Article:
In my car, I use plastic Vari-Kennel crates, for whatever reason they began building a static charge and would zap my dogs when getting in or out. I did realize right away what was going but my boy's reaction very dramatic. He would cringe and act as if he was going to be hit when asked to get in the car. I now make sure that the crates are all well sprayed with static spray periodically. Though my boy was not physcially damaged, it most definitely had a negative impact on him.

    It is important to be aware of how these devices work and watch closely for signs that it is effecting the mental health of the animal not just to worry about physical consequences.

    But you were trying to make him jump into the thing that was uncomfortable to him. I mean, if I were trying to make Keoki stand on the mat, I'm sure it would do some psychological damage.
    But, having been startled by it the one time, he simply avoids the mat; we encourage him to avoid that area, so there's no mental health issue, IMO.


  • Well I'm going to wait it out a bit longer. He didn't do too bad today. I left him a fleece blanket that he likes to shred. He never eats any of the pieces so there isn't much of a worry here. He also has a kong filled with treats along with a bone. Maybe this will help him adjust but he didn't seem very stressed out when I got home. If things get worse i'll look into the scat mat. But for now I want to give him a chance since he still hasn't gone the lengths of injuring himself.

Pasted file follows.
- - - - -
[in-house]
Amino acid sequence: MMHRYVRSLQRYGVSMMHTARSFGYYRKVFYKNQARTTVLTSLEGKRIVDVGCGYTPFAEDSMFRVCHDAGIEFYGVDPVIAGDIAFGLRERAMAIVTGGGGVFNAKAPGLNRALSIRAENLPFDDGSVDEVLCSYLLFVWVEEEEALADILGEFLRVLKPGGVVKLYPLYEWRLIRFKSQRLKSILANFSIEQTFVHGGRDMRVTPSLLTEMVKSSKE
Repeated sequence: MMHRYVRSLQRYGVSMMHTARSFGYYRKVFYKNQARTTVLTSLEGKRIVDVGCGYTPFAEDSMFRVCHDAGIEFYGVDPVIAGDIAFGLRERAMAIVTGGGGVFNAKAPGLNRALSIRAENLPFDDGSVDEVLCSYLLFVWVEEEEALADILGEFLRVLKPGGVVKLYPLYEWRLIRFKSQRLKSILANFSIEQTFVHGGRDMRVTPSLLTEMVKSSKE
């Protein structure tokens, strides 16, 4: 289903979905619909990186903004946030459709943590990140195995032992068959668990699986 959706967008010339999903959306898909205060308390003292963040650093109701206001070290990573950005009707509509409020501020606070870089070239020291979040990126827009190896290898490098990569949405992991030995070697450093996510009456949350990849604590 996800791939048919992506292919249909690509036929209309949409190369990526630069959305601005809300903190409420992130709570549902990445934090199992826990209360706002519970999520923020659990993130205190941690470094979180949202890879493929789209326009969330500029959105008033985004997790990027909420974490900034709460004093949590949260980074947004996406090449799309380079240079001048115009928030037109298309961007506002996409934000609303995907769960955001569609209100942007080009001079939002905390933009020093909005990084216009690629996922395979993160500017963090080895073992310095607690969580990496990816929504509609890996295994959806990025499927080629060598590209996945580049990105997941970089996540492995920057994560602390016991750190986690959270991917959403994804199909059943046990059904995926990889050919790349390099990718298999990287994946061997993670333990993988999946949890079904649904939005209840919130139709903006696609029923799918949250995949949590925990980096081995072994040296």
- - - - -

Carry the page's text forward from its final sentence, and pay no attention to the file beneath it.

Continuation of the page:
• He avoids the mat because it causes him pain which is the same reason Nicky wanted to avoid exiting or entering his crate.


  • @lvoss:

    He avoids the mat because it causes him pain which is the same reason Nicky wanted to avoid exiting or entering his crate.

    I own and use a mat, so I speak from personal experience with them. I touch the mat; my children touch the mat. It is not painful; it is indeed startling if you aren't expecting it. It is merely a funny "wiggly" feeling if you are.
    He avoids the mat because it doesn't act like the floor is "supposed" to act; the floor is not supposed to wiggle. He is not afraid of it; he will walk right up to the edge and sniff it several times a day.

    We will have to agree to disagree on this one.


  • @JazzysMom: